Yan Wang, Carl Schuurmans, Bas Evers, Jan-Piet Wijgergangs, Nick Koumakis, Michiel Hermes, Ad Gerich, Rut Besseling.
The size and size distribution of nanomedicines in various (bio)pharmaceutical products, including liposomes, lipid nanoparticles, recombinant proteins, and antibodies, plays a significant role in their pharmacokinetic and pharmacodynamic profile in vivo. These factors directly influence therapeutic efficacy, immunogenicity, and safety1,2. Consequently, particle size is considered one of the critical quality attributes for such products.
Significant challenges in manufacturing biopharmaceuticals are the precise control and monitoring of the process3. For size monitoring, standard sizing methods such as Dynamic Light Scattering (DLS) are typically unable to perform continuous, inline measurements during processing. Thus, during manufacturing, samples must be extracted from each batch and sent to separate laboratories for preparation and analysis before proceeding to the subsequent operation. This approach fails to provide a comprehensive understanding of the influence of process parameters on size characteristics of e.g. lipid nanoparticle and protein formulations. Moreover, the sampling and testing procedures lead to inefficient formulation development, while in manufacturing they can cause delays between batch production and approval/clearance. This prolongs the drug product’s supply chain and makes it more challenging to quickly respond to sudden changes in demand. Additionally, sampling, sample preparation, and offline measurements generally have the risk to affect drug product characteristics and provide unrepresentative size data, which could lead to inconsistent product quality.
According to Quality by Design (QbD) principles in pharmaceutics, quality should be intentionally designed into a product by assessing the influence of process parameters and material attributes on the final product's quality4. QbD provides a deeper understanding of the manufacturing process and crucially relies on the integration of Process Analytical Tools (PAT) to monitor the process. PAT enables a systematic and science-based approach to pharmaceutical manufacturing, supporting QbD. It enhances process understanding, facilitates risk assessment and management, enables real-time monitoring and control, and contributes to continuous improvement and regulatory compliance.
To facilitate QbD, InProcess-LSP has developed novel ‘Spatially Resolved Dynamic Light Scattering’ (SR-DLS) instrumentation5–7. In contrast to standard DLS, SR-DLS simultaneously resolves light scattering signals from different depths (slices) in the sample, with a few µm resolution, up to several mm total depth. Along with patented analysis methods, SR-DLS opens up a large range of new nanoparticle sizing opportunities, with one of the most significant advantages over standard DLS being the ability to measure particle size in flow. SR-DLS -implemented in the ‘NanoFlowSizer’ (NFS) products- thus allows inline size characterization of nano(medicine)-suspensions in industrially relevant flows, enabling its use as PAT method for a broad range of (pharmaceutical) nanosuspension manufacturing processes.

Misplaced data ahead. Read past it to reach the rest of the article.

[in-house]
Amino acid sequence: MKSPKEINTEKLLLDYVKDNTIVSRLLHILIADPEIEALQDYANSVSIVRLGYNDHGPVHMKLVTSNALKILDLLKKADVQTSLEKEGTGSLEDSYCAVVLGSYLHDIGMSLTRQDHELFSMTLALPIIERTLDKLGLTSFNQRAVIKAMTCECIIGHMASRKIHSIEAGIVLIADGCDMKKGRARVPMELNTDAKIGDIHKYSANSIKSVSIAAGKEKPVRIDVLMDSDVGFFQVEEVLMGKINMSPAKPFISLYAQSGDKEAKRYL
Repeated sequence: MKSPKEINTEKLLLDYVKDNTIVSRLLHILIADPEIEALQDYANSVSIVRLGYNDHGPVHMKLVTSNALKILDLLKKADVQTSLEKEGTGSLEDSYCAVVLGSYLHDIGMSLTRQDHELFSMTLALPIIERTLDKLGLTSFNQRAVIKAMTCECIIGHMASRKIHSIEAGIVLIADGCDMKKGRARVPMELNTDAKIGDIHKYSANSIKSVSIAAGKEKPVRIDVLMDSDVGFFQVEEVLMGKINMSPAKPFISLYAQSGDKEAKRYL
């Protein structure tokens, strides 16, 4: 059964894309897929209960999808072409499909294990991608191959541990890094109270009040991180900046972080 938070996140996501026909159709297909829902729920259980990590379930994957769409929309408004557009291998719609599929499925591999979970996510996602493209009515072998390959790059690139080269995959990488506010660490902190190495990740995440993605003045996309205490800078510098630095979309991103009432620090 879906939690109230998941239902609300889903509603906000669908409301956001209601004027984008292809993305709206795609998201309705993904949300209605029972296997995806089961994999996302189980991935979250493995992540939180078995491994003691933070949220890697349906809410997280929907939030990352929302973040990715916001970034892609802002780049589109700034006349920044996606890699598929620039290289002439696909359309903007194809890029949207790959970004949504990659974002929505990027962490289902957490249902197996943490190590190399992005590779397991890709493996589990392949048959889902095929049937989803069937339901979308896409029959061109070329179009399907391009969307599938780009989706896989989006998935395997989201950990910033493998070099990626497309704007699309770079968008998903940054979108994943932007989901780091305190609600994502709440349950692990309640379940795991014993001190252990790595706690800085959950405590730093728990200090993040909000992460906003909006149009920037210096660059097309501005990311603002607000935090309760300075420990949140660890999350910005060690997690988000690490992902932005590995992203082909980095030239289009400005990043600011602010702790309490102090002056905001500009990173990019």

For a number of bio-pharmaceutical suspensions introduced above, a challenge for ‘standard’ SR-DLS monitoring (using the NFS-Fides system) is the relatively low turbidity that these suspensions may exhibit, due to very low concentration, small size, or low scattering efficiency of particles. To address this and enable process monitoring of such low turbidity formulations, InProcess-LSP has developed a novel SR-DLS system, the NFS-Thalia, with significantly improved detection of low scattering signals. The NFS-Thalia offers exceptionally high sensitivity, allowing for real-time inline size measurements of formulations even at very low turbidity levels. With this system, PAT nanoparticle sizing capabilities -and the associated benefits for efficiency, understanding, and quality of the process- are extended to the processing of e.g. protein or low-concentration lipid-based formulations.
This application note highlights two distinct low turbidity applications in the field of biopharmaceutics that benefit from the NFS-Thalia system for particle size measurements. The first application involves the assessment of particle size in continuous liposome manufacturing with low lipid concentrations, below 3 mg/mL, while the second application focuses on measuring sub-10 nm albumin proteins under flow.
Monitoring Liposome Suspensions
In the first application, liposomes were produced utilizing the LARU (Lab and Research Unit) system (Fig. 1), a bench-top continuous nanoparticle manufacturing system developed by DIANT Pharma Inc., using an ethanol injection method. In this method, a lipid mixture comprising cholesterol and distearoylphosphatidylcholine dissolved in ethanol was combined with water using a single turbulent jet mixing approach. The flow rate ratio of the lipid mixture to water was set at 1:7 v/v, with a total flow rate of 160 mL/min. The resulting liposomes had a final lipid concentration of 2.84 mg/mL and an ethanol content of 12.5%. Subsequently, the resulting liposomes were passed through a 0.5-inch inner diameter NFS flow cell (connected via an adaptor to the NFS probe unit, inset to Fig 1.), where they were characterized in flow in real-time using the NFS-Thalia system. For proper size characterization, both the suspension temperature and solvent viscosity were taken into account.